I’m all jitters and butterflies walking in downtown Nairobi. When the world tilted, everything that fell off landed here. There is no shortage of hilarious first-time-in-the-city tales of people getting lost after losing their bearings on the city streets. It gets worse whenever I visit Gikomba Market.
It’s interesting, and equally scary. To a newbie, Gikomba Market hardly lives up to her reputation as a regional economic nucleus. It is noisy, with open drainages and filled with the city’s riff raff. But, above the humdrum - enough money flows here to feed economic tentacles across East Africa.
Everything and everyone moves fast, a gazillion ethnic languages are spoken. Swahili, yes - but, often as the feeler between a buyer and a seller. A minute into a conversation, a buyer dives into native language in a bid to strike the best price!
Just find your niche, and do business. If I have to visit the market, I make sure to be there at 4am. It’s best at the crack of dawn. Since I moved back to the city towards the end of last year, I’ve been a frequent visitor here.
My contact at the market asked me to be early, if I wanted the best. I would be at her stall a few minutes past 0400hrs. That was a few weeks before Christmas Day 2022, to pick a second-hand sneaker consignment for festivity sales upcountry.
Unfortunately, she was running late. I had to wait. At her stall, there’s a tall wooden shoe shiner’s stool with a steel chain that runs into a slot in the wall. I perch on it.
I’m restless. This is part of Nairobi’s dangerous soft white underbelly. No cash in my pockets, just Ksh3,000 in my mobile money account to pay for 10 sneakers. Ever heard of thieves that can literally pick the smell of currency? It’s not hyperbole.
The market slowly stirs into life like an ancient dragon that has been asleep for a century. The loud clang of an opening stall, the waft of smoke and brewing coffee. A Dholuo greeting excitedly thrown across the market. The light is a surreal fusion of natural light creeping in, and the glare of overhead Mulika Mwizi floodlights.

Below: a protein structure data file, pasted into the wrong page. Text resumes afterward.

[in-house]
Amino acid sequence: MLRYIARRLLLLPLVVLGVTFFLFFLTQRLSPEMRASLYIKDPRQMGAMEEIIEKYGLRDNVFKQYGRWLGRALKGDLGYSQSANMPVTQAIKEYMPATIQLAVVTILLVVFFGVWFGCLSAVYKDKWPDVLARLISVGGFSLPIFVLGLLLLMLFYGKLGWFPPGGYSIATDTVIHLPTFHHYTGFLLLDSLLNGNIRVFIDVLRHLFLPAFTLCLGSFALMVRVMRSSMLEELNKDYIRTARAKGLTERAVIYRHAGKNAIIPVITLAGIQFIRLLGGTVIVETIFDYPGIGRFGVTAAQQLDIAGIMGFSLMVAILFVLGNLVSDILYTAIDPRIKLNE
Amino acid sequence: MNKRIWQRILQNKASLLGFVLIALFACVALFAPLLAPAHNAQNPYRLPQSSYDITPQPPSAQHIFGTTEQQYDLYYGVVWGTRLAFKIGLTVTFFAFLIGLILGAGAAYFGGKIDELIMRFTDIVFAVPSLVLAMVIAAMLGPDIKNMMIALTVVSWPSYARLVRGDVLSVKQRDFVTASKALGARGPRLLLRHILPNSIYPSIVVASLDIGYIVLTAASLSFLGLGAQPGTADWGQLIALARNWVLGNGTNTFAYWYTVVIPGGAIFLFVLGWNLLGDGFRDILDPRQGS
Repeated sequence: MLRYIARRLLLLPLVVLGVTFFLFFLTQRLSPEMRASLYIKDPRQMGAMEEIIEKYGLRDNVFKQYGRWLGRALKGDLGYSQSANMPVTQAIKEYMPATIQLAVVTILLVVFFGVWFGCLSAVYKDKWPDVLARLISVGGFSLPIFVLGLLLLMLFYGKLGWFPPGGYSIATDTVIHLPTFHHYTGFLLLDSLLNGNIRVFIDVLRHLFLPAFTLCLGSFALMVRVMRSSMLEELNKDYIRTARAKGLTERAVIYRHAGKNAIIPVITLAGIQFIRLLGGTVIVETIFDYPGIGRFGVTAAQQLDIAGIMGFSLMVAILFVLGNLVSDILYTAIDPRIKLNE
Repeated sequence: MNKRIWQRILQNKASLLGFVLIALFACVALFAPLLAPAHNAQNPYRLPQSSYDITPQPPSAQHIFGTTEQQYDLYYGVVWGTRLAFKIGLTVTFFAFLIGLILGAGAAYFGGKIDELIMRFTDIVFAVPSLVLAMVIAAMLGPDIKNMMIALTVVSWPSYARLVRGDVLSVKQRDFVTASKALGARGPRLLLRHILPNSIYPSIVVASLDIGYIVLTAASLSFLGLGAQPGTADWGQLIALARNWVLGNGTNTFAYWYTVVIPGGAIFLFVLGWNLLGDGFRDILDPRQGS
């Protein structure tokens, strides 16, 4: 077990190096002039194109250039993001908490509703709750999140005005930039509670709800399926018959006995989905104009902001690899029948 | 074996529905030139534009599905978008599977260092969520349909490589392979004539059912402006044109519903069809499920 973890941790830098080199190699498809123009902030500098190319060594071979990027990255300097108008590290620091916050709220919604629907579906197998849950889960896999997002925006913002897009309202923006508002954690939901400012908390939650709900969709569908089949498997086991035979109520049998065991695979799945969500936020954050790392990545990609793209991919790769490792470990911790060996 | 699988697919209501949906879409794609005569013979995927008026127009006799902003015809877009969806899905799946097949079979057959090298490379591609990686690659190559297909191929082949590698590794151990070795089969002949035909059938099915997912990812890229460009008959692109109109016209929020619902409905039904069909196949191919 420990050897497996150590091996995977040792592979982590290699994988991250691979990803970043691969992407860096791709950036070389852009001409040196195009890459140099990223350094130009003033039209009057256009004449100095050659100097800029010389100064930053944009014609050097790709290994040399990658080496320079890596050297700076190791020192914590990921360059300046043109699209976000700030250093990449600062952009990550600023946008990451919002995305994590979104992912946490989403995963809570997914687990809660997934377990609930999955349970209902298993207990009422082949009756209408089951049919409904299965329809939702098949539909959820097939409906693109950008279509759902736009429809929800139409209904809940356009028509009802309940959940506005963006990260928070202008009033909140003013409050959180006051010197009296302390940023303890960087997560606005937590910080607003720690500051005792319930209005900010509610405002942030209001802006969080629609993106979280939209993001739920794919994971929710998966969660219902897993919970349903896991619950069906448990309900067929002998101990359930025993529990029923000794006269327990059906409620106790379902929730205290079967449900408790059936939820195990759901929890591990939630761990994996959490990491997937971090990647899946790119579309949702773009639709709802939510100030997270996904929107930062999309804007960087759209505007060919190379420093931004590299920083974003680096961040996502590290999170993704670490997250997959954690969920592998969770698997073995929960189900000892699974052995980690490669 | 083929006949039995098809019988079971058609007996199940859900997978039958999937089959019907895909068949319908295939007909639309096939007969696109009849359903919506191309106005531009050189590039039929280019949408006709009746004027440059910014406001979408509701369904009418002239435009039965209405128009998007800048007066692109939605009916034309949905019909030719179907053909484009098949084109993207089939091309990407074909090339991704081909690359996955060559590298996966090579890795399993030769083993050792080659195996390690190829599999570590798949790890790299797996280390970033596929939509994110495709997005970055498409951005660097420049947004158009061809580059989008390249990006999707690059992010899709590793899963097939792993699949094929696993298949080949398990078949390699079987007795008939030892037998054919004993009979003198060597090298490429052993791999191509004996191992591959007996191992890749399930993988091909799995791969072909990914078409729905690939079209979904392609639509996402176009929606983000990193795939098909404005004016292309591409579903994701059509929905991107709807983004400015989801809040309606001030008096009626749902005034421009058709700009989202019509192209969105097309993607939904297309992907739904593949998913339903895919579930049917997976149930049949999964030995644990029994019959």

Two lads walk up the lane, and stop at a closed stall directly across. They seem to be in their early 20’s, in smart khaki office wear and polished black shoes. A bike roars in from the same direction with a pillion passenger, screeches to a halt. As the passenger dismounts, the lads open their rucksacks.
For a moment, I’m terrified that a burglary may be in progress. It’s only 0407hrs.
Ah! I was wrong, and for the first time ever - I was glad to be wrong.
Out comes brushes, cloth towels and aprons. Instantly, the lads transform from chic office types into market riff raffs. The stall opens. They lads reach in, and don black rubber knee-length boots. The stall owner hauls out a bale, and spills a mountain of sneakers on the space of pavement in front of his door.
I watch first hand a rare spectacle unfold. Of the untold stories of surviving in Nairobi unfolded.
The lads are here to scrub clean the mountain of soiled used sneakers for resale - then, report for their regular 8 - 5 job in the Central Business District (CBD).
Within an hour and a half, the lads clocked 100 pairs between them. Most shoes were minimally dusty, just a dip into soapy water and a rinse worked fine.
Kumbe, to clean a pair of sneakers fetched between Ksh20 - Ksh40 per pair. It depended on the condition. That first day, simple arithmetic meant at the lowest level of Ksh20 per pair, they had earned Ksh1,000. That’s a crisp Ksh500 for each - before work. They left for the CBD, at 0630hrs.
As I walked back to the CBD to courier my parcel upcountry, I was deeply in thought.
Msee anarauka Gikomba 4am, anaosha shoes up to 7am - makes between Ksh400-500.